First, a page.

The Director-General of the Lagos Chamber of Commerce and Industry (LCCI), Muda Yusuf, has stated that equity financing is the way out of Nigeria’s debt.
He made this known while proposing an alternative to Nigeria’s cravings for debt financing. which is about to double after Senate approved President Muhammadu Buhari’s $22.7 billion loan request.
Yusuf suggested that the Nigerian government should draft policies that would attract domestic and foreign private sectors and encourage them to part with capital for equity. He said this would help with infrastructure financing. Nairametrics had reported that President Buhari requested to borrow $22.7 billion in order to fund critical infrastructure projects under the 2016–2018 External Borrowing Plan.
Although last year December, the President presented the loan request of $29.96 billion, it was reduced to $22.7 billion, with claims that the 8th National Assembly had already approved about $6 billion out of the money. Already, Nigeria has a debt level of about N26.22 trillion.
Speaking on the alternative to rescue Nigeria from more loan requests, Yusuf said, “The growing national debt is a cause for concern as the debt profile grew from N12.6 trillion in 2015 to N26.2 trillion in third quarter 2019, an increase of 108%. An additional $22.7 billion borrowing would bring the total debt stock to $108 billion, although 15% of this are debts owed by the state governments.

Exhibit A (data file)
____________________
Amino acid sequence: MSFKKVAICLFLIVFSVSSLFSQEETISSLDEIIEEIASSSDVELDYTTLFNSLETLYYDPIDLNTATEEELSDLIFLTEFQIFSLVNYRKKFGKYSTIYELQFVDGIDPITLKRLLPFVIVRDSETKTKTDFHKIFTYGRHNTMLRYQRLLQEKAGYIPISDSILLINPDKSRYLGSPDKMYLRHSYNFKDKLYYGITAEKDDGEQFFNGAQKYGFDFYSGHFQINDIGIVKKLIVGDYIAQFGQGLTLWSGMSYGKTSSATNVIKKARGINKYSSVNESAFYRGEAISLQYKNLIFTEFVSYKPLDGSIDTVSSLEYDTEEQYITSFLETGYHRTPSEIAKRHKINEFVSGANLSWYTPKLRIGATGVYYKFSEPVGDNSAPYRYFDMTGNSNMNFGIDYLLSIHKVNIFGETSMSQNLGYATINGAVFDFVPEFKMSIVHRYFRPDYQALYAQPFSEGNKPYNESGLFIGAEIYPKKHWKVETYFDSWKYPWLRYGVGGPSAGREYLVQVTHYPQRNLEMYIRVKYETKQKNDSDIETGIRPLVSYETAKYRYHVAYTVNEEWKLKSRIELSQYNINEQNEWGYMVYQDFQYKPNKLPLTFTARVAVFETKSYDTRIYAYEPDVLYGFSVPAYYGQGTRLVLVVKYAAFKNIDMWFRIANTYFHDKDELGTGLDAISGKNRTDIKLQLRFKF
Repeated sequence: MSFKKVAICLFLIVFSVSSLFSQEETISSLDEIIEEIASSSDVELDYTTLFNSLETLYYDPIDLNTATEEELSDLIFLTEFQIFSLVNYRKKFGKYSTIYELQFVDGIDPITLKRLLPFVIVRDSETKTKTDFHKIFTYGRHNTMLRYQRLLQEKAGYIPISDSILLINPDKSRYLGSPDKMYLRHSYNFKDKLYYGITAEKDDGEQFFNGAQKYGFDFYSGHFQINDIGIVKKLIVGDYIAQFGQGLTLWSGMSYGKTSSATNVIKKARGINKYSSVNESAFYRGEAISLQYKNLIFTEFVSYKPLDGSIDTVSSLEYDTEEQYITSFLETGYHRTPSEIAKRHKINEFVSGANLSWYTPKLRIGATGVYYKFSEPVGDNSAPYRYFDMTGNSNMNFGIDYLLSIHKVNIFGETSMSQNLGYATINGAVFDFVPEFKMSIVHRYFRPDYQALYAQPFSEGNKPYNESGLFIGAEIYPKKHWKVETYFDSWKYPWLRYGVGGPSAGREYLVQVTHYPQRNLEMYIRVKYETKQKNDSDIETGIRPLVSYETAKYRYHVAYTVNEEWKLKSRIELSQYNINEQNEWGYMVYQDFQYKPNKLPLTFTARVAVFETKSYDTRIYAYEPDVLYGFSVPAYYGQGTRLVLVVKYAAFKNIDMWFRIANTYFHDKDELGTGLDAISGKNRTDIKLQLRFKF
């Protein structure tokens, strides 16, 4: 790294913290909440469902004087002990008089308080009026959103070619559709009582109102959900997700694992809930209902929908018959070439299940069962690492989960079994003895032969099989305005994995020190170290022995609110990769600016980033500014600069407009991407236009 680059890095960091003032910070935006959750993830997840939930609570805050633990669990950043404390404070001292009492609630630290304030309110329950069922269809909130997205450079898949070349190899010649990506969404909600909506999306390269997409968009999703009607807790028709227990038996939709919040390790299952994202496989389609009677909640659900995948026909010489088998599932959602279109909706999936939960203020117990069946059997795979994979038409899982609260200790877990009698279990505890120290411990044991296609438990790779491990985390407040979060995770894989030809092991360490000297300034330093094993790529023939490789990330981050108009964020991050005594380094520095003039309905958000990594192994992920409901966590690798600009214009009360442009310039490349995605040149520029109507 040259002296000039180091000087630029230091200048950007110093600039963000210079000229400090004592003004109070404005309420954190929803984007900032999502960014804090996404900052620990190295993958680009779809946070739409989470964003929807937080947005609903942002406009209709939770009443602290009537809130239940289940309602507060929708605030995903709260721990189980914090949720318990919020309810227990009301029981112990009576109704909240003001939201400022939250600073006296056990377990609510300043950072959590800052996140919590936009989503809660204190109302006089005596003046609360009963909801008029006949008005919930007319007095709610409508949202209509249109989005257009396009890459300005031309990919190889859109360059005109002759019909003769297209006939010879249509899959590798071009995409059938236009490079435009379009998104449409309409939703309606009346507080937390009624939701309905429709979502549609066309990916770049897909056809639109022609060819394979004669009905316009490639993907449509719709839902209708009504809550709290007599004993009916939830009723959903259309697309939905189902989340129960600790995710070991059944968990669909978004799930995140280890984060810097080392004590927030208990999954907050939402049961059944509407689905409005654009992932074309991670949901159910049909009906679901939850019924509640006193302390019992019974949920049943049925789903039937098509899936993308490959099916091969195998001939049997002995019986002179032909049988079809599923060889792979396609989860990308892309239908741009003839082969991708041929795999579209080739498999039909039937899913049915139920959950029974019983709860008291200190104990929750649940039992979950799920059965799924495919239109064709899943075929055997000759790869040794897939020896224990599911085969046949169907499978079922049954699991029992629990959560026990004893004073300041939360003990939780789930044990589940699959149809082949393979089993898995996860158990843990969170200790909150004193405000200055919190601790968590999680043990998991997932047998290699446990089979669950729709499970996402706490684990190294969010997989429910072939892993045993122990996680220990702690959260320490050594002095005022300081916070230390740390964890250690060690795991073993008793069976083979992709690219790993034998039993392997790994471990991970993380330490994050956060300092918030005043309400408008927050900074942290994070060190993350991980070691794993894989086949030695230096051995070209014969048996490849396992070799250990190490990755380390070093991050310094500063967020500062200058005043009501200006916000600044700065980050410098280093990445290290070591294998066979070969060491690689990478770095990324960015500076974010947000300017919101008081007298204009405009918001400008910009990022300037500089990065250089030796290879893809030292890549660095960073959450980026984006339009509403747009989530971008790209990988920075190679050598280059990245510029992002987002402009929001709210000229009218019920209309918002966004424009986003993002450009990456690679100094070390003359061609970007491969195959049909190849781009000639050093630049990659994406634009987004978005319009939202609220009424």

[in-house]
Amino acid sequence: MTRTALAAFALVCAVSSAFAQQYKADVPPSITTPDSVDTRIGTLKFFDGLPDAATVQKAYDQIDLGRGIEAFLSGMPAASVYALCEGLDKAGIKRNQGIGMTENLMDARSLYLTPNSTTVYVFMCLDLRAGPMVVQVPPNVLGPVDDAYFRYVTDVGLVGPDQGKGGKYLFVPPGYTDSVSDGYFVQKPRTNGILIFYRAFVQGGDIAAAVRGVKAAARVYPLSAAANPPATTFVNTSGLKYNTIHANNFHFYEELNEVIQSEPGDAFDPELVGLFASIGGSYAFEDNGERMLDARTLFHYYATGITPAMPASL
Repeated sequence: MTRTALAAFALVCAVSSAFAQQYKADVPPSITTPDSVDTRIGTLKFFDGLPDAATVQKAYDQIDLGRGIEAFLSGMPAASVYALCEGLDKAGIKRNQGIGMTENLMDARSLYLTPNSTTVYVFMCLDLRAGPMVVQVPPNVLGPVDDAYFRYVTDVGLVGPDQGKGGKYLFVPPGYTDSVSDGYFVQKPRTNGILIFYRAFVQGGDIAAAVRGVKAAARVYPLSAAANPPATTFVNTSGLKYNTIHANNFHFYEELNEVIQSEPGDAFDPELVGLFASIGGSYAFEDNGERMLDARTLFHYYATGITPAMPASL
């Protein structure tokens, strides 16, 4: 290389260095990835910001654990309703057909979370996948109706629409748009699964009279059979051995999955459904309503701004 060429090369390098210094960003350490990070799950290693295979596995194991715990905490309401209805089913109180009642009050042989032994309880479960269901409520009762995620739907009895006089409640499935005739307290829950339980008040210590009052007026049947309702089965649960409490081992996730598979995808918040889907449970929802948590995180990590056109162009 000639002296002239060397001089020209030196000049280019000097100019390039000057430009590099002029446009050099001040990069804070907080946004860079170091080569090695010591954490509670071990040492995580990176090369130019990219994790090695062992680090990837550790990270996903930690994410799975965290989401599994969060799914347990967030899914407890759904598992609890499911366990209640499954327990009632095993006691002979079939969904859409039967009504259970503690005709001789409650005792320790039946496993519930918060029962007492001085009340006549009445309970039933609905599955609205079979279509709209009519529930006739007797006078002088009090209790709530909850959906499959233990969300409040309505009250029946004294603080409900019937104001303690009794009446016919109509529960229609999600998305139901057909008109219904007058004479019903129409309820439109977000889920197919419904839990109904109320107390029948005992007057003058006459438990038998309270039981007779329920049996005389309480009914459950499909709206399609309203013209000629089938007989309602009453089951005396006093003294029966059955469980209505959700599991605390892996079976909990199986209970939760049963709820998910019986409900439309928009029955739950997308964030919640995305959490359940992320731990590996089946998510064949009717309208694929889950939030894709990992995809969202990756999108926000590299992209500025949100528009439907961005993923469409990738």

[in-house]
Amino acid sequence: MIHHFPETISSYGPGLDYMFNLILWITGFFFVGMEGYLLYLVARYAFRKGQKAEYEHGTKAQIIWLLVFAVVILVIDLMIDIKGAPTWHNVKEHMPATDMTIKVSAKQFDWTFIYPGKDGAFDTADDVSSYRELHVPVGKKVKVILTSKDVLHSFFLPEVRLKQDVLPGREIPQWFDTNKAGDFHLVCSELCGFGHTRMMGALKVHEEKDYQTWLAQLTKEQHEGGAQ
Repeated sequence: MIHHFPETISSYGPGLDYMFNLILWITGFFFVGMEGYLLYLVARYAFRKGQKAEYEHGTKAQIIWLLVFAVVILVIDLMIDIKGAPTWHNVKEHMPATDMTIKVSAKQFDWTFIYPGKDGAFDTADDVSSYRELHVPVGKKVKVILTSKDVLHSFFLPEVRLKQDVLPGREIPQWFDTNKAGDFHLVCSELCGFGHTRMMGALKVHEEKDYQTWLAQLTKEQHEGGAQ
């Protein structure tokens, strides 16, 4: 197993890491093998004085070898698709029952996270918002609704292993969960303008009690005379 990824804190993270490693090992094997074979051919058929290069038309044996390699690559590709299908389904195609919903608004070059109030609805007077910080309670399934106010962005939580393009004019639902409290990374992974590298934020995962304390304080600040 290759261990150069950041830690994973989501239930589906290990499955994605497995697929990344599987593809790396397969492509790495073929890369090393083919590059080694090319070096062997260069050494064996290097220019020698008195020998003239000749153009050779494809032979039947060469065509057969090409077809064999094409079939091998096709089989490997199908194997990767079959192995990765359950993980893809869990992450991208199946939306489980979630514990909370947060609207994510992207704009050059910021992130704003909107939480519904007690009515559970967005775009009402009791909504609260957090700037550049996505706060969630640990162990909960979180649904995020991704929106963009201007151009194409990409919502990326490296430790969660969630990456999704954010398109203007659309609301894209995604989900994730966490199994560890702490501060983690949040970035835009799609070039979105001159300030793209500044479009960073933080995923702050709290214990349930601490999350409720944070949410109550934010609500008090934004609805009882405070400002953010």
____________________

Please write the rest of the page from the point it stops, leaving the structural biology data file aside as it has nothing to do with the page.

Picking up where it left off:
“The capacity to service the current stock of debt raises serious sustainability concerns. For instance, the debt service provision in the 2019 budget was a whooping N2 trillion; whereas the total capital budget was N2.9 trillion; this implies that the debt service commitment was 70% of capital budget allocation. The debt to revenue ratio was about 30% which is also on the high side. In the 2020 budget, the total revenue could barely cover debt service commitment and recurrent spending.” Yusuf said in a Vanguard report.
He further explained that “The opportunity cost of high debt service commitment for the economy and citizens is very high. There is also the exchange rate risk inherent in the exposure to mounting foreign debt which we need to worry about. As the currency depreciates, the burden of servicing foreign debt would intensify. This is a major problem with increasing the stock of foreign debt.”
“All of these underscore the imperative of appropriate policy choices to attract equity domestic and foreign private-sector capital for infrastructure financing. The government needs to look beyond tax credit in its quest for complementary funding sources for infrastructure. We should be looking more in the direction of equity financing. But for this to happen, the policy and regulatory environment must be right,” Yusuf added.